Blu-Ray Review: Dracula A.D. 1972 (1972).

Directed by Alan Gibson
Written by Don Houghton
Director Of Photography: Dick Bush
Film Editor: James Needs
Music by Michael Vickers

Cast: Christopher Lee (Count Dracula), Peter Cushing (Lorrimer Van Helsing/Lawrence Van Helsing), Stephanie Beacham (Jessica Van Helsing), Christopher Neame (Johnny Alucard), Marsha Hunt (Gaynor Keating), Caroline Munro (Laura Bellows), Janet Key (Anna Bryant)

__________

By 1972, Hammer Films was a bit of a train wreck. Where once they’d been a real innovator with their colorful, bloody takes on the horror classics, they were now chasing trends rather than creating them. Where they’d pushed the envelope a bit with sex and violence in the late 50s, the nudity and gore of the early 70s eliminated a huge part of their core audience — thanks to the R rating in the US and X certificate in the UK keeping kids out of the theaters. Seems like they couldn’t catch a break.

So when a picture like Count Yorga, Vampire (1970) made money by bringing the classic-type vampire into the modern day, doing the same with Christopher Lee must’ve sounded like it couldn’t miss. The result of that thinking is Dracula A.D. 1972 — and it does miss. But maybe not by as much as you remember.

It’s 1972 and some dude named Johnny Alucard is making the scene in London, crashing ritzy parties with his hipster entourage in search of kicks. As any of us could’ve told him, rich old people throw boring parties — and when Johnny figures this out, he figures it’s time for a Black Mass. They end up with Caroline Munro covered in blood and Dracula (Christopher Lee) back from the dead in a dilapidated old church — and wanting revenge on the modern-day descendants of Van Helsing (Peter Cushing). And as “movie luck” would have it, there’s a gorgeous young Van Helsing (Stephanie Beacham), in Johnny’s gang.

Every once in a while — mainly whenever Cushing and Lee are on the screen — Dracula A.D. 1972 really gets something going. Those guys can carry a picture on their backs without breaking a sweat, and director Alan Gibson owes them a tremendous debt for their work here.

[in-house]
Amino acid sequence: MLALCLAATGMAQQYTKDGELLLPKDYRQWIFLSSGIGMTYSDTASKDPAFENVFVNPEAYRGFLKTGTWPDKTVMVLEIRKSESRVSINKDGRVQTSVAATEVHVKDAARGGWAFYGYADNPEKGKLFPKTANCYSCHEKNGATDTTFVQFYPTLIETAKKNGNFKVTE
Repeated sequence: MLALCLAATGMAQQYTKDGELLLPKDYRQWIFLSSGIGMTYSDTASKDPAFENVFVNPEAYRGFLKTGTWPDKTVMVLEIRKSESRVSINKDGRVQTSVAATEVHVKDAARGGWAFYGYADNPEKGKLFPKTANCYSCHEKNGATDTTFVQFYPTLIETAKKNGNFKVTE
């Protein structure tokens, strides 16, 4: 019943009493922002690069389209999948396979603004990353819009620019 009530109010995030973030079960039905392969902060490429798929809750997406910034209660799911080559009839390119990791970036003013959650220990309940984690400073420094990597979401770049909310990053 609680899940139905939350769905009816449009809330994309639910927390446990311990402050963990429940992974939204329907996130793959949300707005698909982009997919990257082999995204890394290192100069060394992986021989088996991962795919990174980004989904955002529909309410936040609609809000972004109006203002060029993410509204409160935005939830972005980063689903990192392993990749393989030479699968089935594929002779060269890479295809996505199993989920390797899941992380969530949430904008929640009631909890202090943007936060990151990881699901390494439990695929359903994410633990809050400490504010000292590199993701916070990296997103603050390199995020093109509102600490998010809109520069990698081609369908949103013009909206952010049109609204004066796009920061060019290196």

The period opening sequence is cool, somehow seeming less dated than the “modern” stuff. And the final Dracula/Van Helsing conflict is very strong. But you can’t help but notice the desperation burned into each frame of film. And it’s a real shame.

However, if you’re like me, Cushing and Lee in the same movie is about as good as it gets. So while the results are disappointing, the opportunity to spend some time with those two makes me return to Dracula A.D. 1972 every once in a while. And with it now looking splendid on Warner Archive’s new Blu-Ray, the experience is much improved. The color’s splendid and the sound’s nice and bright and crisp. This is one of those times when the improved picture and sound actually improves the movie itself. So while I’ve certainly given Dracula A.D. 1972 a hard time, it’s not hard to recommend this new Blu-Ray.

4 Comments

Filed under 1972, Caroline Munro, Christopher Lee, DVD/Blu-ray Reviews, Hammer Films, Peter Cushing, Warner Archive

4 responses to “Blu-Ray Review: Dracula A.D. 1972 (1972).

  1. Nick Beal

    Absolutely agree with your sentiment Toby that DRACULA AD 72 is way better (at least in part) than its reputation would suggest. Johnny Alucard and his ‘groovy’ acolytes belong in an Austin Powers spoof but the moment Lee and Cushing appear the screen lights up. The scene where Dracula is resurrected in the de-consecrated graveyard is powerful and intense and beautifully shot. The reconstituted Lee shot from below and appearing from the mist is a towering figure of baleful menace. However it’s Cushing who steals the picture. His speech where he describes the reality of Evil … “There is a Satan…” is extraordinary, as is his flight through the sleazy streets of seventies London on a mission to save his granddaughter (Beacham) from the clutches of the Count. Cushing’s Van Helsing exudes a refined yet dogged old-world decency and moral certainty that’s completely at odds with the times he finds himself in. It makes one wish that there were still actors like Cushing around today and maybe even a few Van Helsings….

    Like

    • Couldn’t agree more on Cushing, Nick. I was saving my Cusing/Van Helsing/morality stuff for either (Horror OF) Dracula or Dracula – Prince Of Darkness. He makes these movies for me. I think this moral stuff came easy to him, it IS him. So I’m always knocked out by how good he is as the moral opposite Dr. Frankenstein. He’s so good in F Must Be Destroyed — and a little something called Star Wars.

      Like

  2. john k

    When Lee started getting top billing over Cushing (and reportedly much
    bigger paychecks) the films quality started to slide.
    DRACULA AD 1972 still a fun romp.
    I was most interested to see Stoneground in the film and in particular
    Sal Valentino’s rendition of Floyd Chance’s Alligator Man.
    Valentino ran aground after The Beau Brummells and their classic country
    rock album Bradley’s Barn.
    I fondly remember The Greenbriar Boys rendition of Alligator Man with the
    legendary John Herald who Dylan described as “the white Stevie Wonder”
    Thru you tube I tracked down Valentino’s solo rendition of Alligator Man
    backed up by Ry Cooder and friends. This Warner Bros single is a total
    knockout and smokes the Stoneground version in the movie.

    Like

Leave a Reply

Fill in your details below or click an icon to log in:

WordPress.com Logo

You are commenting using your WordPress.com account. Log Out /  Change )

Google photo

You are commenting using your Google account. Log Out /  Change )

Twitter picture

You are commenting using your Twitter account. Log Out /  Change )

Facebook photo

You are commenting using your Facebook account. Log Out /  Change )

Connecting to %s